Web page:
Yeah, I know.  I haven't been here for a
while.  Well, heck, whaddaya want?  I
had cancer, for crying out loud!  

Now I hope you noticed something very
important about that last statement.  It
happens to be the most optimistic
statement I've  dared to make in quite a
while.  The operative word in it is "had."  I
had cancer, i.e., I do not have it now.  
Well, all right, no, I'm not 100% sure.  But
no one is 100% sure.  And I've been
slashed, burned & poisoned, all in aid of
killing cancer, so I think I have even more
right to believe I do NOT have cancer
than most people.   So, that's my story &
I'm sticking to it.
December 31, 2008
Once again, I did not get around to sending out Christmas cards, but I had a much better
excuse than usual.  However, the above message really belonged on a new year's card.
Comments:                                                     "Beautifully said and presented.  Amen,
Love you, L."

" 'Accidental Amazon'  BRILLIANT!!!  Just saying it makes me so proud to know you. Hope
you are doing well."  CMH

I have a problem with some of the words
used around breast cancer.  Words like
'mastectomy,' 'lumpectomy' &
'breast-sparing surgery' may mean
something useful to surgeons & other
physicians, but they seem a tad
euphimistic to me.

What, precisely, is a lumpectomy?  The
excision of a lump, right?  And a lump
is, what, about the size of a large
marble or, tops, a golf ball, yes?  NOT!

No, no, no, folks.  A 'lump' is whatever
the surgeon has to cut out to get all the
crap out of you.  It may be anything from
a pea to just short of a total
mastectomy.  My 'lump' comprised half
of my right breast.  So, probably it would
have been more accurate at least to call
it a partial mastectomy.  

But that's not my point.  My point is that
these "-ectomy" words are meaningless
in everyday semantics. I'm reminded of
what my mother used to say:  "Let's call
a spade a shovel."  In other words, let's
cut the crap with these euphemistic
terms & use a medical term that actually
means something.  Like, say, the word
amputation.  There's a good, hearty
word.  Makes much more sense.  If they
cut off part or all of your leg, after all,
they call it an amputation, which is an
ugly, violent removal of a rather
significant part of your body.  So, if they
cut off part or all of your breast, that
would also be an amputation, right?  
Works for me.
This is my new cell phone.
This is almost as big as the
so-called 'lump' that was
amputated from my right
breast.  Actually, it was
probably about as big as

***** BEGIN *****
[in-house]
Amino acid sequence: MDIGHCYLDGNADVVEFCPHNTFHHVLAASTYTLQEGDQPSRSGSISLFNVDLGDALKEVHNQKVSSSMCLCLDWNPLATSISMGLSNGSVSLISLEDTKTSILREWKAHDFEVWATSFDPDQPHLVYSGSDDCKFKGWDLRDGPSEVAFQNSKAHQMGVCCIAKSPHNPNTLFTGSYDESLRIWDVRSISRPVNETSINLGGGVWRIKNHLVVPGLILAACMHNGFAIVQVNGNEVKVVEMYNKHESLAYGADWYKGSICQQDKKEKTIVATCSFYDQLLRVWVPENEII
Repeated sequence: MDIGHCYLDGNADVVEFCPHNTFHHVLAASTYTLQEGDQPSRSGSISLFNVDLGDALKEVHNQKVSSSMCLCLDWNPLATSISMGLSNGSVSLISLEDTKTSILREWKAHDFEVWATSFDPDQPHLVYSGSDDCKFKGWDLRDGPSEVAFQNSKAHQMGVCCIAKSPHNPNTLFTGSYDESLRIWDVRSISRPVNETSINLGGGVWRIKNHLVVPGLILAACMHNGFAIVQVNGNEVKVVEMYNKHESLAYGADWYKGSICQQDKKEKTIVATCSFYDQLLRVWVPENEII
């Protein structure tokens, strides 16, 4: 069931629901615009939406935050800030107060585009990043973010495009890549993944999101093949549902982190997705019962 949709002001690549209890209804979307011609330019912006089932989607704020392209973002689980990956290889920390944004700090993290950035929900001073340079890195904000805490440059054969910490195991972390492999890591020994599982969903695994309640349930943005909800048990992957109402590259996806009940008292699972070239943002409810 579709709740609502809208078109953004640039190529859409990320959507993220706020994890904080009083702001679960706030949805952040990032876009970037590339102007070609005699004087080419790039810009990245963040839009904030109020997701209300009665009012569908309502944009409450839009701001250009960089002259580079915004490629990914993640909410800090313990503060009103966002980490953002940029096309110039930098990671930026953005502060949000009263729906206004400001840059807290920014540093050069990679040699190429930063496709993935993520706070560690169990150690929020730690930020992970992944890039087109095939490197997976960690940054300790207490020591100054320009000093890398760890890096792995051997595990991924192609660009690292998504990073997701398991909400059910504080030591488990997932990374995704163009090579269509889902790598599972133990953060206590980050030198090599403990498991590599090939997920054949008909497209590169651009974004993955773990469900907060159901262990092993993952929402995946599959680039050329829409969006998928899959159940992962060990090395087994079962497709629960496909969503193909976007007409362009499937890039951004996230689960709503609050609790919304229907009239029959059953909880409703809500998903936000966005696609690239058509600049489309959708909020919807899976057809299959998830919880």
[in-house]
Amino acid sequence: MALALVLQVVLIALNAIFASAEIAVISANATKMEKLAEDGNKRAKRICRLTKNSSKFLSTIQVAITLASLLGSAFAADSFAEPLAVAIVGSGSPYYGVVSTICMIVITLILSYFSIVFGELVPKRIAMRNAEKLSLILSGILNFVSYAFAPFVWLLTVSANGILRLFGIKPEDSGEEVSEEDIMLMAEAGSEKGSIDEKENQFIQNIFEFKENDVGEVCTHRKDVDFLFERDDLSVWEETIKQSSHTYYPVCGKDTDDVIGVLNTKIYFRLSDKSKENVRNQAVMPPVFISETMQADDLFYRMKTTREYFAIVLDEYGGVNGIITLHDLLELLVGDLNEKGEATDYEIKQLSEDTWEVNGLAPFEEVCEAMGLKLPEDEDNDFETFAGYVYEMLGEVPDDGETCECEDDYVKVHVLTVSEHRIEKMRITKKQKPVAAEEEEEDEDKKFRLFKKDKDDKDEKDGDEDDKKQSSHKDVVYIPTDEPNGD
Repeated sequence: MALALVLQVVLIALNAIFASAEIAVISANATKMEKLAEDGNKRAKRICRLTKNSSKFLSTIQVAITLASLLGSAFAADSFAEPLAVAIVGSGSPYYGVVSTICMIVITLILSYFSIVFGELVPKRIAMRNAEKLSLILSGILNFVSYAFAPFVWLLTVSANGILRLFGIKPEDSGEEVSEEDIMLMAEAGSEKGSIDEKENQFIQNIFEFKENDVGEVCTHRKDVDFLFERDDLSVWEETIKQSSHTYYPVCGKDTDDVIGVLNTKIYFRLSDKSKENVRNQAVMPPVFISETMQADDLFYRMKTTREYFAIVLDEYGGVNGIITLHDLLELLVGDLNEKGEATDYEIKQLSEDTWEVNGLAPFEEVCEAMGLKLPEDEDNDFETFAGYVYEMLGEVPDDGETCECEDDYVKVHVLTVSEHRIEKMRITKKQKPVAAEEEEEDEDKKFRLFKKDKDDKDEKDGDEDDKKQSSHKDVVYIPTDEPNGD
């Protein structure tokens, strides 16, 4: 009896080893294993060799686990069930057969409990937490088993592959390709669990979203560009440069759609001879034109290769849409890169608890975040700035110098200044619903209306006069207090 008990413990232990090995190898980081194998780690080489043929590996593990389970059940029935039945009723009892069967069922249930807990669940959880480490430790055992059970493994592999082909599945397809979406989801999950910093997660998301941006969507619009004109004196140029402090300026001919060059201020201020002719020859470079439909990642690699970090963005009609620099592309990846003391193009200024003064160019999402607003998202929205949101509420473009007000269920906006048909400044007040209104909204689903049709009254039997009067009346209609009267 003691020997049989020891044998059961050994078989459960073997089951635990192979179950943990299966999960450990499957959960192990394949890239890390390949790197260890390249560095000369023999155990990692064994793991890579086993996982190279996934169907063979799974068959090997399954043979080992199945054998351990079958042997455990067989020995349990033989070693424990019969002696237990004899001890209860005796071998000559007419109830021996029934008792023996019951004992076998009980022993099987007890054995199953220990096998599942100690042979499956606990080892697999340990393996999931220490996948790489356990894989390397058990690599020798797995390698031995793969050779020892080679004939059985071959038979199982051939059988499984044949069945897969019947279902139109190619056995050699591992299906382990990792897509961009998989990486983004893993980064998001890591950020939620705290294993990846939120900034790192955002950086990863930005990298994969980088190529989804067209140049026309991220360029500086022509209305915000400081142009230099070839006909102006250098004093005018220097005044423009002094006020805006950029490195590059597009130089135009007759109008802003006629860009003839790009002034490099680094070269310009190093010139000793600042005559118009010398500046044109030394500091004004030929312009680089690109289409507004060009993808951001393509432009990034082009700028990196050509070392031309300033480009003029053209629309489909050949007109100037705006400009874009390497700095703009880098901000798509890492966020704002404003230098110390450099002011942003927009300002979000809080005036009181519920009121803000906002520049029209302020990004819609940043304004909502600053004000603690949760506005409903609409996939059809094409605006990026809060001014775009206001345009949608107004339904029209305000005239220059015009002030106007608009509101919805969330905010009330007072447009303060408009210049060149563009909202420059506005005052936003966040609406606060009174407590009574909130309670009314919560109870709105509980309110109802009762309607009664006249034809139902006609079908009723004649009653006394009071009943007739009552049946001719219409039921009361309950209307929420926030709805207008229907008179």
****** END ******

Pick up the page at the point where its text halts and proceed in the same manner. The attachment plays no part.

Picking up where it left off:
the Ipod Nano here
(click on the Size button,
then select the Nano).
Anyway, I love my new
phone, which is like a
teeny laptop.  I figured it
was a decent exchange
for losing half a boob.
My favorite breast cancer website.
Gets my personal award for 2008.
Just click on this, okay?
You'll be glad you did.

The Sweaty Prosthesis:  nothing like wearing a thick slab of
silicone-filled plastic wrap against your skin on a hot day.
The Mother of all excuses.

Here's how goofy the mind can be.  When I got back to work, for
the first month or so, I had to crawl home at the end of the day,
toss crunchies at the cats, let the dog out, give him his dinner,
paw through my available clean or at least not smelly or dirty
clothes to find something to wear if I had to work the next day,
then fall into bed.  I'd be asleep by about 6:30 p.m.  There would
be no energy to wash dishes, do laundry, vacuum, get the mail
from the mailbox, listen to voice mail or any of that other stuff
that people with a normal life do.  So, when I finally got around
to catching up on my mail, there were a few bills I had entirely
forgotten about, so I had to call people & ask them not to cut off
my water or charge me $35 for being late with the check.  And
as I'm talking to these people, I'm feeling a little ashamed that
I'm trying to get away with something by telling them that I had
cancer.  But then I'd catch myself & say to myself, "Hey,
Einstein, you DID have cancer.  It's not just a handy excuse."
Excuses, excuses.

So, while we're talking about semantics, let's just add a few
more aspects of cancer treatment to the discussion.  There
are some that may tell you that getting radiation is cake, but
I'm not one of them.  You may note that I haven't been here
since my previous humorous diatribe about radiation.  That's
not an accident.  Around week two, I felt like I'd been run over
by a truck.  One day, I barely got home from my 7:00 a.m.
radiation appointment, parked my car & crawled inside &
into bed.  That was it, folks, no more little Miss Sunshine.  
She was down for the count.  My face started breaking out
like I was 16 again, except at 54 you're not having as much
fun.  Then I came down with a hideous sinus infection & had
to go on antibiotics.  Then, about 5 days after I finished this
wonderful experience, I had to go back to work.  
Subsequently, I developed a nice ol' burn along my right
clavicle, down my sternum & under my armpit.  The armpit
one was the worst.  I used to come home from work, pull my
sweaty prosthesis out of my bra, pull off the bra & whatever
top I was wearing & slather Silvadene cream all over my
boob. Then I'd just lie there & think of England, as someone
once said of sex.

May I point out that radiation is known to kill people.  Think
Hiroshima.   So, let's just call it burning & poisoning & be
done with it.  They admit that the side effects of therapeutic
radiation last up to two years.  No lie.
Smile on a Stick:
for those days when
you're just too tired
to come up with one
of your own.
New Year...